(Debris lie inside a damaged church in Mar Bacchus Sarkis monastery, in Maloula village, northeast of Damascus, after soldiers loyal to Syria’s President Bashar al-Assad took control of it from rebel fighters, April 14, 2014. REUTERS/Khaled al-Hariri )

The sound of battles echoes from the outskirts of the capital as Christians in Damascus celebrated the Easter weekend, briefly ignoring the conflict for the yearly ritual.

At the gates of Saint George Syrian Orthodox Church – just a few minutes walk from a school where a mortar attack killed several children and injured dozens earlier this week – incense was burning as several uniformed and armed men stood patrol before Good Friday evening services. They joked with each other and did not check ID cards or handbags as people entered.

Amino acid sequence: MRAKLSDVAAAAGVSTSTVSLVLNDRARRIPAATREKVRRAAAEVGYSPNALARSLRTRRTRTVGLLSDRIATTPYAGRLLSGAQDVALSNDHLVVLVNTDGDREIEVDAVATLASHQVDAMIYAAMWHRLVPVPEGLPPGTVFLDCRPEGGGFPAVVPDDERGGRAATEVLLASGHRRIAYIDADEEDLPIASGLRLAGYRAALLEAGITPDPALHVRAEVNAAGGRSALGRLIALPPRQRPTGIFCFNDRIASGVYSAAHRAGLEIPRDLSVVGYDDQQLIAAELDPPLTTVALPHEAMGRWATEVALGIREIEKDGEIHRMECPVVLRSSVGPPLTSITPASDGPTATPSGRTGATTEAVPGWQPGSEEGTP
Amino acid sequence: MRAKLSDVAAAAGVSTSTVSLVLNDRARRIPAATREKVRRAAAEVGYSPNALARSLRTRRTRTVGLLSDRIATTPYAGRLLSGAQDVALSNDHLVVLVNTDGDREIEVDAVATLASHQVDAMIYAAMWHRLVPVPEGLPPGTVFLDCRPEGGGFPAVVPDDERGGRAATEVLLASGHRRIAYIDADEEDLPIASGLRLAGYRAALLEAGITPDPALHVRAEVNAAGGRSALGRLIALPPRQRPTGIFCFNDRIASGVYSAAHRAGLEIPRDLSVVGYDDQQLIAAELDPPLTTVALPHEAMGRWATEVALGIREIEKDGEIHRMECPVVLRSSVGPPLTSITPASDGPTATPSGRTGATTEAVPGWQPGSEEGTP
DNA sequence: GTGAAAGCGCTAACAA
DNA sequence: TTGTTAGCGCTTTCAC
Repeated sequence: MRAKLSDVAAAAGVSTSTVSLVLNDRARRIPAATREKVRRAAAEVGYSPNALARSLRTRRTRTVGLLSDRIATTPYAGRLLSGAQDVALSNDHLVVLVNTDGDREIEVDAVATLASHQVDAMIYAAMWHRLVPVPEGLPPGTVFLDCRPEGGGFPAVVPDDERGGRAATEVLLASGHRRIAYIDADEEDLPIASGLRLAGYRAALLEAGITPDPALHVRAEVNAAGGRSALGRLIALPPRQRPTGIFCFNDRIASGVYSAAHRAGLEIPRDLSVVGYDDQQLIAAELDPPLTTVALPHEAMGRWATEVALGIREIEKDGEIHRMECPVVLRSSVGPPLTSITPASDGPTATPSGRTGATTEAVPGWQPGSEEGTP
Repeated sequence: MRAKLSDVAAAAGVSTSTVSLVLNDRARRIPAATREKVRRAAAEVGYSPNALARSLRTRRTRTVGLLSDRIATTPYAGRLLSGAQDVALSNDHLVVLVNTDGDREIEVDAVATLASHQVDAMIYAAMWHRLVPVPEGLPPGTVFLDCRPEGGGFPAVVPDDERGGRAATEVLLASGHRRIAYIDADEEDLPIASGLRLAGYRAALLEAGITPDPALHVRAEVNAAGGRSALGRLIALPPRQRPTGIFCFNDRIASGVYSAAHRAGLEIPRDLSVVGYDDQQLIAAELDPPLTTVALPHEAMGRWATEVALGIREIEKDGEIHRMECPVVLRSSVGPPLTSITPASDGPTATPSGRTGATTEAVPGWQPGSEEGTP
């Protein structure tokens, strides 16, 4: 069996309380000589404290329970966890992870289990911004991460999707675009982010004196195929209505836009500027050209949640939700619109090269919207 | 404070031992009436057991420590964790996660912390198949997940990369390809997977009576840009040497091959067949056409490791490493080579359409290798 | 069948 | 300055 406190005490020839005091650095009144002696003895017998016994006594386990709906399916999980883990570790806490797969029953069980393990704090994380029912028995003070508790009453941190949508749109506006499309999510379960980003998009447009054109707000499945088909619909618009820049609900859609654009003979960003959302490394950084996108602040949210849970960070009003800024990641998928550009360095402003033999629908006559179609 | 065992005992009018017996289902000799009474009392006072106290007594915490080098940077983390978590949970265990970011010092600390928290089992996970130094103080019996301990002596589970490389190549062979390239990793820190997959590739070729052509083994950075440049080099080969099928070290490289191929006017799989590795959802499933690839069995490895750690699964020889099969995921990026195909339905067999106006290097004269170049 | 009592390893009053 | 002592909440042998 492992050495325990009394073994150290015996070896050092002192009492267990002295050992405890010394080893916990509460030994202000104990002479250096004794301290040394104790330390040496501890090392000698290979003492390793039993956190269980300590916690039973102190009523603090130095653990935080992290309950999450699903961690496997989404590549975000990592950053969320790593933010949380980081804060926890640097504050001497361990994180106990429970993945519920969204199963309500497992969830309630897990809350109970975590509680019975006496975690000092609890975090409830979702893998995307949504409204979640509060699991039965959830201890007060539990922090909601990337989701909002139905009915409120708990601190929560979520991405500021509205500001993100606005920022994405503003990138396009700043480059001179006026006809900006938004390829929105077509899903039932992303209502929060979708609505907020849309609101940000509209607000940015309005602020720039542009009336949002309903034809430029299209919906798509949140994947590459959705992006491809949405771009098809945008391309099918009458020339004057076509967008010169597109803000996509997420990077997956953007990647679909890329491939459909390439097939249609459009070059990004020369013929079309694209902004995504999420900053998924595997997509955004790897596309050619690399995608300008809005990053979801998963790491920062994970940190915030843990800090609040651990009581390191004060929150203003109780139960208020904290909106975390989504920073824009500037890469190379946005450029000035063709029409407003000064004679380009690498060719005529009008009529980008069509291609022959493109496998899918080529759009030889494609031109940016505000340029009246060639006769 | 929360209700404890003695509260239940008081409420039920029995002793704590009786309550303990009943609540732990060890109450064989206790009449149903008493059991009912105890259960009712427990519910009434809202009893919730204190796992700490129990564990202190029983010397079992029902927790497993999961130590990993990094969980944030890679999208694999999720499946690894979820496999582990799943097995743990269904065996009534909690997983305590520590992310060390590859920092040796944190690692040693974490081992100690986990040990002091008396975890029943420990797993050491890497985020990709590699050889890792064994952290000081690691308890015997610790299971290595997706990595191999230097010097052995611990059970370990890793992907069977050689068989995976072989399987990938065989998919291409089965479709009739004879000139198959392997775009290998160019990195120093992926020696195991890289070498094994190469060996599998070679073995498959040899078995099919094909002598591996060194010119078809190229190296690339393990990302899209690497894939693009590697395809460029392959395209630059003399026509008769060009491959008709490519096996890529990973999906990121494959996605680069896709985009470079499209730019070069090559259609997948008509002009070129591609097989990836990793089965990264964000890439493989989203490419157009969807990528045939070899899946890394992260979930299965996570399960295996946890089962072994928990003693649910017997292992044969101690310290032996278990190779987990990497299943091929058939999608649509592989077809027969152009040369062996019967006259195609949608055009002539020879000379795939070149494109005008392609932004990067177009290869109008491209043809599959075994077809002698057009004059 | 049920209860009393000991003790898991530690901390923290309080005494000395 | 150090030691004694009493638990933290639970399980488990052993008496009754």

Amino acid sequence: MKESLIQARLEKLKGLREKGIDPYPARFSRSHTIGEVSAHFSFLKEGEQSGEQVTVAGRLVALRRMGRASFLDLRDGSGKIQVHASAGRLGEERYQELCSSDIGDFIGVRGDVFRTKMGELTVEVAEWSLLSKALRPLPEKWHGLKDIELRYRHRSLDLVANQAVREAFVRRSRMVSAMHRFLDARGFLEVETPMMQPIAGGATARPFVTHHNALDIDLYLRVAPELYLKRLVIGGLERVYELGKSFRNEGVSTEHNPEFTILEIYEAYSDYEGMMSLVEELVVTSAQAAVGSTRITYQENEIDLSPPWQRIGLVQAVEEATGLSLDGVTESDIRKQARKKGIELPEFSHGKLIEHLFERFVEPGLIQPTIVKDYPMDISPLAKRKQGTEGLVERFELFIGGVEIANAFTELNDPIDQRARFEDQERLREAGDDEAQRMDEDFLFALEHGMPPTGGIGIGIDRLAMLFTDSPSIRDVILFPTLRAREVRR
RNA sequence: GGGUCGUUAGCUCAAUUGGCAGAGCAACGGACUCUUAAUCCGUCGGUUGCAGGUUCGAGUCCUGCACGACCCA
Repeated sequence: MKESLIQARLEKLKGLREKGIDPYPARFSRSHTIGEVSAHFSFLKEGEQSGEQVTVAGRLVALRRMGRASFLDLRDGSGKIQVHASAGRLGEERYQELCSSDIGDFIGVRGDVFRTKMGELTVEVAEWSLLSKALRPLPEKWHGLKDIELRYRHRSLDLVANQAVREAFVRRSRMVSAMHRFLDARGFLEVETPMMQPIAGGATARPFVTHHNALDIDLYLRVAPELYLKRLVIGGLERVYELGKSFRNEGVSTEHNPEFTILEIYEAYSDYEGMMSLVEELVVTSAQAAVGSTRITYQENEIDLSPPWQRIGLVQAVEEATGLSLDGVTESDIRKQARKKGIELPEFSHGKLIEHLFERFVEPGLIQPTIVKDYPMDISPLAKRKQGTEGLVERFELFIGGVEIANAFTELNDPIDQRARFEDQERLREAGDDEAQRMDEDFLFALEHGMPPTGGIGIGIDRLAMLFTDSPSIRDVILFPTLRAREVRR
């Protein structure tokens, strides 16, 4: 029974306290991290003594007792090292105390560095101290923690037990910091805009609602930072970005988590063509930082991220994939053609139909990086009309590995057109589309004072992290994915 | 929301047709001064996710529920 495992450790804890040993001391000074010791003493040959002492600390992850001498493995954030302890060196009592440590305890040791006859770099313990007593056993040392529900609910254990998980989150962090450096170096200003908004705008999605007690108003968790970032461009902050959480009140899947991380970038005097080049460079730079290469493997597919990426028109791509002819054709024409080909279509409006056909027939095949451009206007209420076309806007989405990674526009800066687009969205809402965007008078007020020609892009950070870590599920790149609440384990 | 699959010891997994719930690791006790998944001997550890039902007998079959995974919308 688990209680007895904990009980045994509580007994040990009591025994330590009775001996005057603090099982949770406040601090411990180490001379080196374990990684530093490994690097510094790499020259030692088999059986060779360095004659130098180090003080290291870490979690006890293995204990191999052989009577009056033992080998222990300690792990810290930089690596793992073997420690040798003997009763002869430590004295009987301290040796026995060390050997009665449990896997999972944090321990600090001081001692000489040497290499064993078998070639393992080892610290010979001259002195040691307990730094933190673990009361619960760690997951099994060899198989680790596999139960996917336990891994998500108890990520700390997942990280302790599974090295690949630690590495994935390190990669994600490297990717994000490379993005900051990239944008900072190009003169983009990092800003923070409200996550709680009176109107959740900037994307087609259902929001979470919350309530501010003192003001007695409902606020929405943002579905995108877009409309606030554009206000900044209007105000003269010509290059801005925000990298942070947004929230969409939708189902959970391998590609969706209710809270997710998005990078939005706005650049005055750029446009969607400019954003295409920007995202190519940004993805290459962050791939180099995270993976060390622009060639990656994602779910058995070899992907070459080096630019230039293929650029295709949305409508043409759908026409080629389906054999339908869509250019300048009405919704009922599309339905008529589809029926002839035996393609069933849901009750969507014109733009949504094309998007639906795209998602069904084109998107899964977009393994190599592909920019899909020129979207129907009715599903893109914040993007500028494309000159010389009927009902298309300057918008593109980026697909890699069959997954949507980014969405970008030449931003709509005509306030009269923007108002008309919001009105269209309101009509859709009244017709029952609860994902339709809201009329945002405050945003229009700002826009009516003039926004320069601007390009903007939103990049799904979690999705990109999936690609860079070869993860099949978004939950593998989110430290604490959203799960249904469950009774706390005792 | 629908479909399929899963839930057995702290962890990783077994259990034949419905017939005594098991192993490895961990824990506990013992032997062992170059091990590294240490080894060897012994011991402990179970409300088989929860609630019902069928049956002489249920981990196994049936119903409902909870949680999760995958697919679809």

Inside the ancient city walls of the Old City where the church is located, the cobbled streets bustled with evening shoppers and diners, a rare sight reminiscent of pre-war Damascus.

However, a traditional procession that usually sees hundreds of worshippers follow an effigy of Jesus on the cross accompanied by drums and a church band was cancelled.